It is not only the administrative heart of Nova Varoš, but also the best starting point in the city: newer stores mix with less new ones, department stores with socialist overtones coexist with international brands.
Located in an elegant building, in Marka Miljanova Street, is the main museum of the city. It brings together an interesting collection of archaeological discoveries dating back to the period of ancient Doclea, a city founded by the Romans on a hill (Pod-gorica, the modern name of the capital, which means under the hill). The museum exhibits the works of some of the most important living painters, such as Petar Lubarda, but also the exceptional collection of Božidar Vuković Podgoričanin, the Montenegrin Gutenberg. A beautiful ethnographic section with objects and customs of the Orthodox, Catholic and Muslim communities, which inhabited the country for centuries. In the museum, there are also several buildings where the works of contemporary authors are exhibited (firstname.lastname@example.org)
Perhaps this is the most secret and mystical place in the city. An ancient Turkish bath, hidden under a modern road, has become a bookstore and cafe, a place for cultural gatherings, a publishing house and the seat of a festival dedicated to culture and art.
Founded in 2005, thanks to a European project, this place is the most important scene of the actress Varja Đukić. The actress, academic professor of dramatic arts and one of the leading intellectuals of the city, Đukić gained fame in the Titoist era with the film “Variola Vera”.
“I dreamed of a place that could unite all the cultural souls of the former Yugoslavia, where you can find works of both Western literature and works of all Slavic authors. For this reason, the bookshop is a publishing house but also the organizer of a festival where it gathers the most interesting voices of the Balkans”.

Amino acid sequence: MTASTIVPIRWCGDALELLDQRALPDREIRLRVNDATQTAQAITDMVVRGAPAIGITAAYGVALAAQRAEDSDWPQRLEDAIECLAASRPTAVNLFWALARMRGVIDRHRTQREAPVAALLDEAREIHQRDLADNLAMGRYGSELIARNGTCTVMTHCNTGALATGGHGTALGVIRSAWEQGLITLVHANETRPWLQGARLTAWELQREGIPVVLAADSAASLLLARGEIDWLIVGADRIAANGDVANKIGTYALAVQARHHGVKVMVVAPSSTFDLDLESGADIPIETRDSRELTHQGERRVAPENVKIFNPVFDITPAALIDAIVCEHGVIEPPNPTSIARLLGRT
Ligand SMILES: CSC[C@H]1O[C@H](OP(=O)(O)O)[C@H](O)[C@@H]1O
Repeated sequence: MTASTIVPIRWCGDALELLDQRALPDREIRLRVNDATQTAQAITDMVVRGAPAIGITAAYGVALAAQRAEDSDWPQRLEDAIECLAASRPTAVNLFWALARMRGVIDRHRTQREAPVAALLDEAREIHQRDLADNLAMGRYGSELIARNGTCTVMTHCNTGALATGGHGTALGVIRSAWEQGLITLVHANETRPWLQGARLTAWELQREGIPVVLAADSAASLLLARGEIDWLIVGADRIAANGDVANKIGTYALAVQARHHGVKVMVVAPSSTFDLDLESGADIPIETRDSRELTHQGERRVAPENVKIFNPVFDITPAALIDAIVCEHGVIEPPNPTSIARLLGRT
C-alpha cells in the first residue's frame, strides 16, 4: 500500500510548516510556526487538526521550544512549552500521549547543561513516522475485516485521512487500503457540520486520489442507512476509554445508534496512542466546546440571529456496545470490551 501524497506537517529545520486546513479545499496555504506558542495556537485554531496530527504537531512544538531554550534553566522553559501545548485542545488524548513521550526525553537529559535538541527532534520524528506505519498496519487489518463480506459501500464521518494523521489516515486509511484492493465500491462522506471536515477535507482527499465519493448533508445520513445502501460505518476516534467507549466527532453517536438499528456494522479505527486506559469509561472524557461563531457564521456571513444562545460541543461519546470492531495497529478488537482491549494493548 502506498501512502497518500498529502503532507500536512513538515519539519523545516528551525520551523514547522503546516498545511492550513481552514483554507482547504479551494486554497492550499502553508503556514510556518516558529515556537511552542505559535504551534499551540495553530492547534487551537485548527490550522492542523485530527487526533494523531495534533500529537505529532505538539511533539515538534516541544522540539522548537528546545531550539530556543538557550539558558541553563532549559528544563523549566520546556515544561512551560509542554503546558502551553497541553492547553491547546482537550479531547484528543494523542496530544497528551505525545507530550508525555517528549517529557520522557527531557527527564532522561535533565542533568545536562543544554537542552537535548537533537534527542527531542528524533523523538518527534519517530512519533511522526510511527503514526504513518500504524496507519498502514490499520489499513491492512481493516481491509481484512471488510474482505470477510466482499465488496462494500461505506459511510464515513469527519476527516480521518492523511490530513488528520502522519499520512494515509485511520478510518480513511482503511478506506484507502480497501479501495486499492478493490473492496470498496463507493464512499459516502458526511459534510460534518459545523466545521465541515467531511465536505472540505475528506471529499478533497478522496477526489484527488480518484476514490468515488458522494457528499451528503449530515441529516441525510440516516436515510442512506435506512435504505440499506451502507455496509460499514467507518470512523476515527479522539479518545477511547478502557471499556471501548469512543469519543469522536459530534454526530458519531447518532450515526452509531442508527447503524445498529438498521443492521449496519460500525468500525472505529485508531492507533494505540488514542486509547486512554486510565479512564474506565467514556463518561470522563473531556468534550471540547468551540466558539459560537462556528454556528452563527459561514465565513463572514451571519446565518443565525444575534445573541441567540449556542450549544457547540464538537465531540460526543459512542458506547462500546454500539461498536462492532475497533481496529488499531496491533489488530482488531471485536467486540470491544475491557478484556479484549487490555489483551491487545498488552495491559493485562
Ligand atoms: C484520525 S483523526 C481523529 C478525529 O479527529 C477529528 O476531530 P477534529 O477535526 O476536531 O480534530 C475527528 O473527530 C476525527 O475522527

SKALINE, OLD BRIDGE
Hadži Paša’s bridge is located under the ruins of the fortress at the mouth of the Ribnica River into Morača River. It is an oasis of the capital city: in the summer you can swim in the transparent and cold water of Morača, meet fishermen and families at a weekly picnic.
Completely remodeled, the area (today called Skaline, because of the steps carved into the rock) is connected to an old bridge from the Roman period (reminiscent of a miniature of Mostar), rebuilt after the bombing in 1944.
BEĆIR BEG OSMANAGIĆ
In the shade of centuries-old trees, in the center of the square there is a clock tower from 1667, the only ancient building in the city that is still “standing”.
From here we go to visit the Ottoman quarter. Charm is more breathed than seen. There are still some typical Turkish houses, a few mosques, as well as isolated but beautiful cafes.
RISTO STIJOVIĆ HOUSE
In the Ottoman quarter is the house-museum of Risto Stijović, one of the greatest Yugoslav sculptors. Stone and glass, the secret garden and his works, introduce the visitor to the heart of the most significant work of Montenegrin literature, Gorski Vijenac.
“Stijović translated into his wooden sculptures the story of the greatest national poet, bishop Petar Petrović Njegoš, and with this historical work in verse he reconstructs the modern history of Montenegro, starting with the political activity of his predecessor, Danilo Petrović Njegoš, in order to resolve disputes between tribes in the region.” – confirms Selma Đečević, curator of the museum.